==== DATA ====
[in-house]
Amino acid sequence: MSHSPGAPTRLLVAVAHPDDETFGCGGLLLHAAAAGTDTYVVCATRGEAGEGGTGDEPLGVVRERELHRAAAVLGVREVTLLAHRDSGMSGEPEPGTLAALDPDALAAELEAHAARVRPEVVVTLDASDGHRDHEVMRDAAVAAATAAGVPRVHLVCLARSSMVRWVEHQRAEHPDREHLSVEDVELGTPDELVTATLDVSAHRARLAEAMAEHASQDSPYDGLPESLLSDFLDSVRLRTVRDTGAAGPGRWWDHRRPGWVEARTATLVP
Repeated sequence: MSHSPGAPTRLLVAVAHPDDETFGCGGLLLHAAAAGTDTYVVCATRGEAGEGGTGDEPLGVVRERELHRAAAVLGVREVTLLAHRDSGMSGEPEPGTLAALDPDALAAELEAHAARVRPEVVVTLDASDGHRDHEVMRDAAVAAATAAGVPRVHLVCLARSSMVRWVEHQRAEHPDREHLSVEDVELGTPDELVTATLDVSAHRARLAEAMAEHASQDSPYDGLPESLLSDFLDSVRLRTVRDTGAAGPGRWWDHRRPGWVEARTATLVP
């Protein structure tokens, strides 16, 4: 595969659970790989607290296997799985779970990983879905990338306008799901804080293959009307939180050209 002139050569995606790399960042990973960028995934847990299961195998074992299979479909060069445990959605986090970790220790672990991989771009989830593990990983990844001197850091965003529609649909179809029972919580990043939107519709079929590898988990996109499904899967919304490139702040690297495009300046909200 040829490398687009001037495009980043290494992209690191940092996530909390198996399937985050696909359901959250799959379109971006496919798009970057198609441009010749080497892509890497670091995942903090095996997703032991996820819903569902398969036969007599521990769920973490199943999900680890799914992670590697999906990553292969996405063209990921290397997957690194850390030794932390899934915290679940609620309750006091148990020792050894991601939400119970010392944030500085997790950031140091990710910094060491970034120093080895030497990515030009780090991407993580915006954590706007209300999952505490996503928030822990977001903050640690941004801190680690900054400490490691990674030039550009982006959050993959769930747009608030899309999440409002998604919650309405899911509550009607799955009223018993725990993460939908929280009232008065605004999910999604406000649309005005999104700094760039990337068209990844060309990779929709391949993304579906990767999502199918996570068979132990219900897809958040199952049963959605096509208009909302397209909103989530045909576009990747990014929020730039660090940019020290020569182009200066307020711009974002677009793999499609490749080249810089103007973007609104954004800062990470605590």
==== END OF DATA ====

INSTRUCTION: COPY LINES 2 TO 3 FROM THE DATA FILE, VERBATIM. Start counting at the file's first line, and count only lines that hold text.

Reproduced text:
Amino acid sequence: MSHSPGAPTRLLVAVAHPDDETFGCGGLLLHAAAAGTDTYVVCATRGEAGEGGTGDEPLGVVRERELHRAAAVLGVREVTLLAHRDSGMSGEPEPGTLAALDPDALAAELEAHAARVRPEVVVTLDASDGHRDHEVMRDAAVAAATAAGVPRVHLVCLARSSMVRWVEHQRAEHPDREHLSVEDVELGTPDELVTATLDVSAHRARLAEAMAEHASQDSPYDGLPESLLSDFLDSVRLRTVRDTGAAGPGRWWDHRRPGWVEARTATLVP
Repeated sequence: MSHSPGAPTRLLVAVAHPDDETFGCGGLLLHAAAAGTDTYVVCATRGEAGEGGTGDEPLGVVRERELHRAAAVLGVREVTLLAHRDSGMSGEPEPGTLAALDPDALAAELEAHAARVRPEVVVTLDASDGHRDHEVMRDAAVAAATAAGVPRVHLVCLARSSMVRWVEHQRAEHPDREHLSVEDVELGTPDELVTATLDVSAHRARLAEAMAEHASQDSPYDGLPESLLSDFLDSVRLRTVRDTGAAGPGRWWDHRRPGWVEARTATLVP